laurence anyways (xavier dolan)

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Review // Laurence Anways

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  • Xavier Dolan

    anyways Laurence

  • Heads turn as the pounding, metallic beat of Fever Rays If I Had a Heart sounds. A tall brunette clad in an electric blue suit walks, her sensual strut shrouded in mist. We dont see her face. The sensual brunette in question is the eponymous Laurence (Melvil Poupaud) of Xavier Dolans Laurence Anyways. Dolans bold, strikingly beautiful third feature tells the tale of Laurence Alia, and his tumultuous relationship with his gender, his parents and the love of his life, Fred Belair (Suzanne Clment).

    Laurence Anyways is an ambitious, sprawling epic of a film; it is episodic in structure, set over a ten-year period spanning the late Eighties and early Nineties, and clocks in at a runtime of almost three hours. Dolan is absurdly confident in his ability to hold his audiences attention, and yet, Laurence, for all its smug self-satisfaction, works. Laurence is an innocuous professor, rapturously in love with eccentric redhead Fred. The two spend their free time making out in steamed-up cars, dancing to electro-pop and debating the merits of dark chocolate like a pair of lovestruck teenagers. That is, until Laurence admits a painful truth that has been plaguing him for nigh-on thirty years.

    Words... Simran HansDesign... Avalon Lyndon

  • Clment in particular is brilliant, and smouldering with lovelorn fury.

    fizzing with charisma

  • of Heartbeats. If Dolans previous work has been criticised for lack of substance, he more than makes up for it with Laurences heartstring- tugging high-octane drama. Laurence and Freds explosive on-off relationship is fascinating to watch; Clment in particular is brilliant, fizzing with charisma and smouldering with lovelorn fury, screaming in bitter indignation at an ignorant waitress in one memorable scene. Indeed, she picked up the Un Regard Certain Award for Best Actress at 2012s Cannes Film Festival for her performance.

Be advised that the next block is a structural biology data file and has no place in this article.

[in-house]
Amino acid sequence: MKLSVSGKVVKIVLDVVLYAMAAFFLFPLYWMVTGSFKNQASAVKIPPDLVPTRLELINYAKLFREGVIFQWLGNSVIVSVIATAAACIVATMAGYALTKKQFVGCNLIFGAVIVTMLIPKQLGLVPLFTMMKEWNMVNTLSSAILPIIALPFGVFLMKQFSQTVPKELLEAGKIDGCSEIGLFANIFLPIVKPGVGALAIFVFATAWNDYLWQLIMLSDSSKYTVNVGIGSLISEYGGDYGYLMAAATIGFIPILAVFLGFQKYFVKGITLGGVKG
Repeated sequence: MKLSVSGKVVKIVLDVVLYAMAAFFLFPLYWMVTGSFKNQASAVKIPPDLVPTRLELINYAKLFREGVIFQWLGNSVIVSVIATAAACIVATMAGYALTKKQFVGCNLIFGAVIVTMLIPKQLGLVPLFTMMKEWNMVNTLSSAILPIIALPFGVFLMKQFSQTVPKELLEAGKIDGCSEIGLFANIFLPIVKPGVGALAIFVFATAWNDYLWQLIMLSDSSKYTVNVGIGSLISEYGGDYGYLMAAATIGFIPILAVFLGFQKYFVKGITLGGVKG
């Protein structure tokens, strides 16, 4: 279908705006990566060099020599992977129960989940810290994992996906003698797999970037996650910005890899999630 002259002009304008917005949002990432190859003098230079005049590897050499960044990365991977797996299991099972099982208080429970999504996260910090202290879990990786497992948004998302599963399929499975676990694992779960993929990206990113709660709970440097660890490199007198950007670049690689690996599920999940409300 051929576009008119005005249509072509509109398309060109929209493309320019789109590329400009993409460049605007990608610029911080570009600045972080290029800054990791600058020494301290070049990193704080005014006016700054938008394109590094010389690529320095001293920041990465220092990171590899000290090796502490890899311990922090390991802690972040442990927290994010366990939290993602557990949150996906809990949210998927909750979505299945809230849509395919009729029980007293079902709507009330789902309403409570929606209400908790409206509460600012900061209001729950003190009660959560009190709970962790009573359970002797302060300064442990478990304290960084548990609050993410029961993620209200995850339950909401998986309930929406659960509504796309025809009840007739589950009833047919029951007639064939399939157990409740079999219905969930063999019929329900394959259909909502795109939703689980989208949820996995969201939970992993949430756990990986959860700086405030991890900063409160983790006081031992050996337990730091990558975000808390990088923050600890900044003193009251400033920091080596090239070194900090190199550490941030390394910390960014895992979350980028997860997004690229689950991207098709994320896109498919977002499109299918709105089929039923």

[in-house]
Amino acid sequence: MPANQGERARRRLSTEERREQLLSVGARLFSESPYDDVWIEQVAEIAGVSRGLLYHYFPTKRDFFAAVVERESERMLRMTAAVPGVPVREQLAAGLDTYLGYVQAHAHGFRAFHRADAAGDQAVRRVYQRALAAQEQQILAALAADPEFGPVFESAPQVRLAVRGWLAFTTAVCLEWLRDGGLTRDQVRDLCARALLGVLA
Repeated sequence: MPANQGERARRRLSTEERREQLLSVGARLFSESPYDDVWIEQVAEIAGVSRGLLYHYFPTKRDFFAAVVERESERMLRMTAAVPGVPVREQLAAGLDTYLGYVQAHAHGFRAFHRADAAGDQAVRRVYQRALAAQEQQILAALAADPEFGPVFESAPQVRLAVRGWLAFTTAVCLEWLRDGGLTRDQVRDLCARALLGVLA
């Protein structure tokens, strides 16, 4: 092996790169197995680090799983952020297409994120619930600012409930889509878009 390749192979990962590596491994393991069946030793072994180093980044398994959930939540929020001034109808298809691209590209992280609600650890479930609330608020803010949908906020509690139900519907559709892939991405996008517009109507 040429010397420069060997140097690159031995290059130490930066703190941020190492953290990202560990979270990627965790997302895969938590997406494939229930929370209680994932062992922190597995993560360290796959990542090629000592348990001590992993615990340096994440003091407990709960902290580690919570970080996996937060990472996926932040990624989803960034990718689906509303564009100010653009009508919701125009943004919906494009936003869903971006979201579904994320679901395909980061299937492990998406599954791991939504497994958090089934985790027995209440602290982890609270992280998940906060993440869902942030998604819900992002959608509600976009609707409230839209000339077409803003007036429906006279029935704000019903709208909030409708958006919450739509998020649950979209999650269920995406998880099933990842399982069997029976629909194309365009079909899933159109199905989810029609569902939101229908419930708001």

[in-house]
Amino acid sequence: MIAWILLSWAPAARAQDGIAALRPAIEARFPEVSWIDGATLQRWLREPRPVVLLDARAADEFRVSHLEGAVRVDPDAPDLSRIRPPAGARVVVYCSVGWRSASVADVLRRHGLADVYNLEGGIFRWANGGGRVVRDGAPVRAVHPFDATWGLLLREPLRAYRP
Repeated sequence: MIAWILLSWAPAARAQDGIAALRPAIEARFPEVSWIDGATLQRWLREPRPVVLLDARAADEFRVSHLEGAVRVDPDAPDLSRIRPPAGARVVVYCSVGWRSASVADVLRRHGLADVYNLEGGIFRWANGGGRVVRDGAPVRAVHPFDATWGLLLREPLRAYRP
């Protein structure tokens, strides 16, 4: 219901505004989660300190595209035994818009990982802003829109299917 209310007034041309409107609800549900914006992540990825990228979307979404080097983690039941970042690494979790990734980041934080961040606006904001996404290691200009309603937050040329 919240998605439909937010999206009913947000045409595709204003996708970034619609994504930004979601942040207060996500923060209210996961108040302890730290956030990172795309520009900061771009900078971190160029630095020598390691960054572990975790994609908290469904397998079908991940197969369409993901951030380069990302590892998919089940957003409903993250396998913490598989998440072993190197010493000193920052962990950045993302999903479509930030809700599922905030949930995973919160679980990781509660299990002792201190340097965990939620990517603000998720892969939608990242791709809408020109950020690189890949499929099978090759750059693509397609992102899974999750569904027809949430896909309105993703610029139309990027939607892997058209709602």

Laurence is a woman, trapped in the body of a man. What follows this revelation is a litany of misadventures as Laurence begins to live his life as a woman. Along the way, Laurence befriends an amusingly camp band of showgirls (and boys including one called Baby Rose), writes a book of poetry and tries to navigate his relationships with those closest to him. An emotional melodrama featuring a transgender woman and set against the political backdrop of the late Eighties is somewhat of a departure from the glossy, vapidness

  • What could be seen as stylish self-indulgence manifests itself onscreen as uninhibited creativity.

  • What could be seen as stylish self-indulgence manifests itself onscreen as uninhibited creativity.

  • Dolan though, is no stranger to the film festival circuit; Laurence screened in Cannes, Toronto and London this season, picking up the Queer Palm and Best Canadian Feature Film along the way. Dolan is establishing himself as one of contemporary cinemas most interesting young auteurs, Laurence being his most visually distinctive display of talent yet. Dolan luxuriates in heady, music video-style slow-motion, lavish costumes and loud, cleverly curated electro-pop. Items of clothing fall from the sky in slow-motion as Moderats A New Error thunders, an apocalyptic deluge of water floods Freds living room as she reads a letter through her

    tears, women twirl in jaw-dropping sequinned dresses beneath glittering disco balls. What could be seen as stylish self-indulgence manifests itself onscreen as uninhibited creativity. This dizzying creativity is never more apparent in Dolans wider body of work than in Laurence, the lengthy run-time really allowing Dolan the space to play. Yves Blangers flamboyant cinematography is cemented by the intense emotional core that lies at the heart of Dolans screenplay, resulting in something quite astonishing. Dolans masterful blend of style and substance is dazzling; somehow both raw and refined, Laurence Anyways is an immersive exercise in high art.